1 Tahrcountry Musings: July 2007

Tuesday, July 31, 2007

Massive Animal Relocation On In Meru National Park, Kenya

Meru National Park in Kenya was once famous for its magnificent wildlife and visitors thronged there. But incessant poaching has reduced the park to a mere shadow of its past. Efforts are now on to bring back past glory by translocation. Animals will be taken from better-stocked reserves in Naivasha, Nakuru and Laikipia and Translocated to Meru in a massive operation. Kenyan Widlife authorities have started moving about 2,000 animals. On top of the list are Zebras, Impalas, Hartebeests and Beisa Oryx.

Friday, July 27, 2007

Rare Mountain Gorillas Shot Dead in Congo

Virunga National Park in eastern Democratic Republic of Congo, which is one of the last bastions of highly endangered Mountain Gorillas had a shocker yesterday. In a gruesome incident one silverback male and three female mountain gorillas have been shot dead. Total world population is around 700. Of these 1/5th is inside Virunga National Park. Congolese wildlife authorities are stepping up patrols.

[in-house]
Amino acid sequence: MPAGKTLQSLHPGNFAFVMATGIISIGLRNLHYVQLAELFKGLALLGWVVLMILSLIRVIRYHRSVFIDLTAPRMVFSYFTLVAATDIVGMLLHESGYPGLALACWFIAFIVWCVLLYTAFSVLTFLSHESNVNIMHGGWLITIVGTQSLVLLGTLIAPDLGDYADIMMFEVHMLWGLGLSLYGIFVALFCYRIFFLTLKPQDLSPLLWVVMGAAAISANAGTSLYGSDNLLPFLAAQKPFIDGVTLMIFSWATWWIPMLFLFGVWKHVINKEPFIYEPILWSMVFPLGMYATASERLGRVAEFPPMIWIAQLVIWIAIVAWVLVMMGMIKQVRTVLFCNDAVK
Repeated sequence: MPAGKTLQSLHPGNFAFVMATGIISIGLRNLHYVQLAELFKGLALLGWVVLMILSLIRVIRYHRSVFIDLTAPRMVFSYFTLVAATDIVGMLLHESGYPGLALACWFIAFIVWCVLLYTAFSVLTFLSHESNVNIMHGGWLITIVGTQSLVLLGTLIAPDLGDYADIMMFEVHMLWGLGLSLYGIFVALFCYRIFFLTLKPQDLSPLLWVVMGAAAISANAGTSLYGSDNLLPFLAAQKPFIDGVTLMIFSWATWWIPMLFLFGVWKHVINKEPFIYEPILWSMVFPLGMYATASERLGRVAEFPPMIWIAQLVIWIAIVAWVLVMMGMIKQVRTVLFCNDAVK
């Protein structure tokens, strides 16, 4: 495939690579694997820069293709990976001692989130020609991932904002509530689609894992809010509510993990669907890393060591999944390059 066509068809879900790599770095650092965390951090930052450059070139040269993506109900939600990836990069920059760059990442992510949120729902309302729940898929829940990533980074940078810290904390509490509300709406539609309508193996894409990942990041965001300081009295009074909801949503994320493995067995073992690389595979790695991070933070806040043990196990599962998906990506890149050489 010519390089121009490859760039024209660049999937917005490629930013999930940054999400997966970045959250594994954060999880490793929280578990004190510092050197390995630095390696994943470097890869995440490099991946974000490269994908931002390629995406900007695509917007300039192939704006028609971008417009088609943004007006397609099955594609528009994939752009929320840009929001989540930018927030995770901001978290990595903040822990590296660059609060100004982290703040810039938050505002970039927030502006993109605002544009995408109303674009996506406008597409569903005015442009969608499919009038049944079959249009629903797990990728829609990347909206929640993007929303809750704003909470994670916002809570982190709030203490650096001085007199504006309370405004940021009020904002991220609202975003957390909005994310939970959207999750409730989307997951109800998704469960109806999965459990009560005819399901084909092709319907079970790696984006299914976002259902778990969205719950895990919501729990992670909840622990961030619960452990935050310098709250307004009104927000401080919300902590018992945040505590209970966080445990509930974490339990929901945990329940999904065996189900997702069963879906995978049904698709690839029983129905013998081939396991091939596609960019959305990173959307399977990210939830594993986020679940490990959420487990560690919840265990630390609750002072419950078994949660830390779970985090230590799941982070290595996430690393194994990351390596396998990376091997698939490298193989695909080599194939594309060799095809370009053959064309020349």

Wednesday, July 04, 2007

Vietnam – New Hope For Endangered Monkey

Hope abounds for one of the world’s most endangered monkey. The Tree-Dwelling Grey-Shanked Doucs of Vietnam is one of the world's 25 most endangered primates. Surveys by WWF and Conservation International have recorded at least 116 of the species in central Vietnam infusing new hope about its survival. Until this discovery only one other population with more than 100 animals was known.

Monday, July 02, 2007

US - Shipping Lanes Changed To Save Whales

Shipping lanes have been changed to save Whales in Boston. Boston is a busy port with vessels coming in laden with oil or liquid natural gas as the prime cargo. The large vessels will travel roughly6.5 km north of their old path to avoid parts of the only whale sanctuary in the United States, Hitting whales is a recurrent feature here. Two whales have been hit in the last six weeks. The new lanes reduce the chance of whales being hit by vessels by up to 80 percent,